4. Rockefeller donated more than $500 million to various philanthropic causes:

Raised by a pious mother, Rockefeller tithed 10 percent of his earnings to his church from his very first paycheck. After retiring from Standard Oil in 1897, he stepped up his philanthropy and donated more than half a billion dollars to educational, religious and scientific causes. In 1913, America’s first billionaire endowed the Rockefeller Foundation, which had the ambitious goal “to promote the well-being of mankind throughout the world.” The foundation contributed to achievements such as development of a yellow fever vaccine and the successful eradication of hookworm disease in the United States.

5. John D. Rockefeller Is The Wealthiest Person In History:

As mentioned earlier, John D. Rockefeller was the first person in history to amass a personal fortunate of $1 billion. He didn’t stop there though; he continued to build on his already staggering wealth until it peaked at $1.5 billion after his retirement. When he died, in 1937, his net worth was estimated at around $1.4 billion, with the majority of the cash tied up in family trust funds.

To put these figures into perspective for the time, when his fortunes peaked at $1.5 billion, the United States national gross domestic product (GDP) was an estimated $92 billion. This means that Rockefeller held 1.6% of the money of the entire United States!

Various methods have been used to adjust Rockefeller’s wealth to account for inflation over time, in order to see how much he would be worth today. The highest of these estimates put his personal fortune at an estimated $663 billion, the lowest at $336 billion. Let’s compare this to the richest man alive, Bill Gates. Gates’ net worth stands at around $77 billion at the time of writing, his wealth peaked at $101 billion. This means that the lowest estimate for Rockefeller’s adjusted net worth is over three times the amount of the richest man on Earth! This makes him far and away the richest man in recorded history. No wonder he was giving money away to strangers on the streets, but more on that later.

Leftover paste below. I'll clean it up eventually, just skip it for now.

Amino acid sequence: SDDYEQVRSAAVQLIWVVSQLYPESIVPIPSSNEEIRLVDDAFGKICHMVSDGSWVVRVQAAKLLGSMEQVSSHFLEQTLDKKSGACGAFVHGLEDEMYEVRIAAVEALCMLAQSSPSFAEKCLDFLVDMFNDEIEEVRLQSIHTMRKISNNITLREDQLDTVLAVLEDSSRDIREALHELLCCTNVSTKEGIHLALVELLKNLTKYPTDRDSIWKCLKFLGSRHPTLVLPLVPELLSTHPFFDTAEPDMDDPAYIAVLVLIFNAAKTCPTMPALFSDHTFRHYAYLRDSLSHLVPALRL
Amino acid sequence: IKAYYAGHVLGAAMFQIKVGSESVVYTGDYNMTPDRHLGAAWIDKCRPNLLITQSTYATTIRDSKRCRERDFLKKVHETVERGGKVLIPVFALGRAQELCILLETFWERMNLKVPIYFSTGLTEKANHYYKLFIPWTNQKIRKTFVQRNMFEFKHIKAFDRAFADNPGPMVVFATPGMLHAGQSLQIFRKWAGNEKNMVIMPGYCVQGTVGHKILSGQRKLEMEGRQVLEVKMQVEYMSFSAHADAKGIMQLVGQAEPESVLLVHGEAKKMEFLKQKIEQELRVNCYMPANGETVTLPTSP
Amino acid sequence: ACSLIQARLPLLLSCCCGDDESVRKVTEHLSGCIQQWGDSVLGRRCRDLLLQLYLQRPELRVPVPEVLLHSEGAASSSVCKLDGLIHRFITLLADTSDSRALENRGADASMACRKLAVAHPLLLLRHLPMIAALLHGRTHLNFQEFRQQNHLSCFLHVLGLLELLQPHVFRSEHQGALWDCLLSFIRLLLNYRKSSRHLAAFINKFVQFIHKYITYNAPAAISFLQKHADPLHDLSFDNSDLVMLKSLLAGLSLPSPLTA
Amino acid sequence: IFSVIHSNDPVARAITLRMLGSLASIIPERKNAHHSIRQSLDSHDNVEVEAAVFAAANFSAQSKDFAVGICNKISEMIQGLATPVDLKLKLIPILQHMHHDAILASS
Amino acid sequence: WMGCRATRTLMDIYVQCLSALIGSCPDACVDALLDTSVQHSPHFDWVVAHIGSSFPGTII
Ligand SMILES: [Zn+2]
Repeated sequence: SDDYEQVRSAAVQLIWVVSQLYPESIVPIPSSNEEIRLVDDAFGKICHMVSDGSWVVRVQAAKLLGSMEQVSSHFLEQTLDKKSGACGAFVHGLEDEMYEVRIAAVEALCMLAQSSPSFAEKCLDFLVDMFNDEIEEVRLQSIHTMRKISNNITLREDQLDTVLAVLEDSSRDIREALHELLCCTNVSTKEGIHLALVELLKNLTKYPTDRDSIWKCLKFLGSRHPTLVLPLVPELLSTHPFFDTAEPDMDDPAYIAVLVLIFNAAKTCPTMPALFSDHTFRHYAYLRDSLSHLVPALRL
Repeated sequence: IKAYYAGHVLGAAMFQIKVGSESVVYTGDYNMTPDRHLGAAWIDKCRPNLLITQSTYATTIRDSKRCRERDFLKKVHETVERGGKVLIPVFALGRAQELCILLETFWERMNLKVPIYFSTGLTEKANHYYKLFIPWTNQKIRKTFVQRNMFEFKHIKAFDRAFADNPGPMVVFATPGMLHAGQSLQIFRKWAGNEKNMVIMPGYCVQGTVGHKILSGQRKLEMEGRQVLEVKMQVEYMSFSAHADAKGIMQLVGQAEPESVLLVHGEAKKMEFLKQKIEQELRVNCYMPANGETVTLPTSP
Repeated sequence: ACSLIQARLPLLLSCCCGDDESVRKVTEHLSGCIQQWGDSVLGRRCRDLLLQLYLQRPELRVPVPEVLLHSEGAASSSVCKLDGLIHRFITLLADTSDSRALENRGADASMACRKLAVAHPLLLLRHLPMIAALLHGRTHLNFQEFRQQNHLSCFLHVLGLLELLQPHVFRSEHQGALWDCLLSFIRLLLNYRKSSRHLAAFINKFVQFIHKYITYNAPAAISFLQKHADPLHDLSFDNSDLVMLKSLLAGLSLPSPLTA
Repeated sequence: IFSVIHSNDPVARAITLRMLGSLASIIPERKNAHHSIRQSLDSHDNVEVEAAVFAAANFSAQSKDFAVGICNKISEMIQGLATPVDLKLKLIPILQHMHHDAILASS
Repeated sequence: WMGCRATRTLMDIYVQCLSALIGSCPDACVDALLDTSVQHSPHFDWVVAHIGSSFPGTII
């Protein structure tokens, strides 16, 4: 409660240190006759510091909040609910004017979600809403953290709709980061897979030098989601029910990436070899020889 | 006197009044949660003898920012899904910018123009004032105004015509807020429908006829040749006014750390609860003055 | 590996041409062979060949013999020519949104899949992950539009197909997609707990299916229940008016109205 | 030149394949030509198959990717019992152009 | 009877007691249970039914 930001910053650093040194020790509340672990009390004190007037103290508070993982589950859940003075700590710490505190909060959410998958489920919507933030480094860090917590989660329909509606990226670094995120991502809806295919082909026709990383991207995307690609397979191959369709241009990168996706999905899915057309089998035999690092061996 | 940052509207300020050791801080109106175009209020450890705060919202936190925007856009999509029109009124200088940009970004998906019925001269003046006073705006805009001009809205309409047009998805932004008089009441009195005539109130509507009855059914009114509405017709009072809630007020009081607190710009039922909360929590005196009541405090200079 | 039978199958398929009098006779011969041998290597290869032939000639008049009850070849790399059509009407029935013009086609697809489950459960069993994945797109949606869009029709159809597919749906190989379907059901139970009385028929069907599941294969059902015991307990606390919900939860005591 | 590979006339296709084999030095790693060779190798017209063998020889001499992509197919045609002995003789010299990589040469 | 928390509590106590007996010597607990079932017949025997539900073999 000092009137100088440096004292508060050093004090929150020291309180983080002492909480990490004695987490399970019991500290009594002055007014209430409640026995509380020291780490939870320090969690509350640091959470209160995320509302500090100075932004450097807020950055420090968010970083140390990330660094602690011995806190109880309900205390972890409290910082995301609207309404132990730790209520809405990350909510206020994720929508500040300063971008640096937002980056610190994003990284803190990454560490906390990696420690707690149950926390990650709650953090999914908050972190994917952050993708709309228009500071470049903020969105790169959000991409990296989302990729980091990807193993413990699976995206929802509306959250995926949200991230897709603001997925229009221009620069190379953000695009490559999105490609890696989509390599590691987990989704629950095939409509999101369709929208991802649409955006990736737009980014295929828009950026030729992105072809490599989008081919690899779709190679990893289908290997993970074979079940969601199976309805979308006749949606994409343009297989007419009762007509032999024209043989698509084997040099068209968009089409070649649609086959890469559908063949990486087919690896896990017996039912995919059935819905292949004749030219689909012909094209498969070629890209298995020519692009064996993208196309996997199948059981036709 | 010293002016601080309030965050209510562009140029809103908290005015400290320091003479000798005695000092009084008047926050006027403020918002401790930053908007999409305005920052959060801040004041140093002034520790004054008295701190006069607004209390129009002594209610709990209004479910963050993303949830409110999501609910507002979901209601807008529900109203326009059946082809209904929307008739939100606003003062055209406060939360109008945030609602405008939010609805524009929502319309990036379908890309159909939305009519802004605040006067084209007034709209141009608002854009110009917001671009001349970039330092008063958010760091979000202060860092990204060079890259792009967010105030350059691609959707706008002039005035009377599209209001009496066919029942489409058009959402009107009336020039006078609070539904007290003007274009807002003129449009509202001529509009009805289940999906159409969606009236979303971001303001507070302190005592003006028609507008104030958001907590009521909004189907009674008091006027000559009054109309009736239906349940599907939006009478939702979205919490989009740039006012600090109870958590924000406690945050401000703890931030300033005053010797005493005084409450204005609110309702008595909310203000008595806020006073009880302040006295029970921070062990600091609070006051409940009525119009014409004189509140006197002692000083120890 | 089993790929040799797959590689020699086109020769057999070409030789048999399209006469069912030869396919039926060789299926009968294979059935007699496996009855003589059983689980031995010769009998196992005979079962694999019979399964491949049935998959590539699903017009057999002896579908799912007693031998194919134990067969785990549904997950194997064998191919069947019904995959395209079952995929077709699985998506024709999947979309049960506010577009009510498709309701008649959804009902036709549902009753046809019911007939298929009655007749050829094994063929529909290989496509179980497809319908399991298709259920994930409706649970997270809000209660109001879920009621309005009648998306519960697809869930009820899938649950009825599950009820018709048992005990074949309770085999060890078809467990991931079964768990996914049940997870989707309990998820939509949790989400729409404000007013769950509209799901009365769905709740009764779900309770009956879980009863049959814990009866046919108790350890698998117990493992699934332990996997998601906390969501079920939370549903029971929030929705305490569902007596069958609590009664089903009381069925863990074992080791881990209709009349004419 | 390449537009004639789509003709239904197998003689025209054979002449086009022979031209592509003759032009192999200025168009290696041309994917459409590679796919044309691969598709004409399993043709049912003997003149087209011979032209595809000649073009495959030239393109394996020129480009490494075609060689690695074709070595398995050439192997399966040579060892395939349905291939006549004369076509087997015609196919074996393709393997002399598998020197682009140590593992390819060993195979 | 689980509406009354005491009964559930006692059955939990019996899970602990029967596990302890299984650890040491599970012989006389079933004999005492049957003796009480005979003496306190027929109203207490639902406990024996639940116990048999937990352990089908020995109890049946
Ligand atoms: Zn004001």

6. Winston Churchill would have written Rockefeller’s biography—if his price hadn’t been so high:

In addition to being a gifted orator, Churchill was a masterful writer who penned 42 books and earned the 1953 Nobel Prize for Literature. During the 1930s, the Rockefeller family approached the future British prime minister to write an authorized biography of their patriarch, but Churchill’s proposed advance of $250,000 was too rich even for the deep-pocketed Rockefellers, who instead turned to Columbia University historian Allan Nevins.

7. Rockefeller lived so long that his life insurance company had to pay him $5 million:

Although he didn’t celebrate birthdays with the same gusto as “job days,” Rockefeller certainly experienced many of them. His life spanned from the presidency of Martin Van Buren to that of Franklin D. Roosevelt before his death at age 97 on May 23, 1937. When Rockefeller turned 96, his insurance company was required to pay him the $5 million face value of his policy.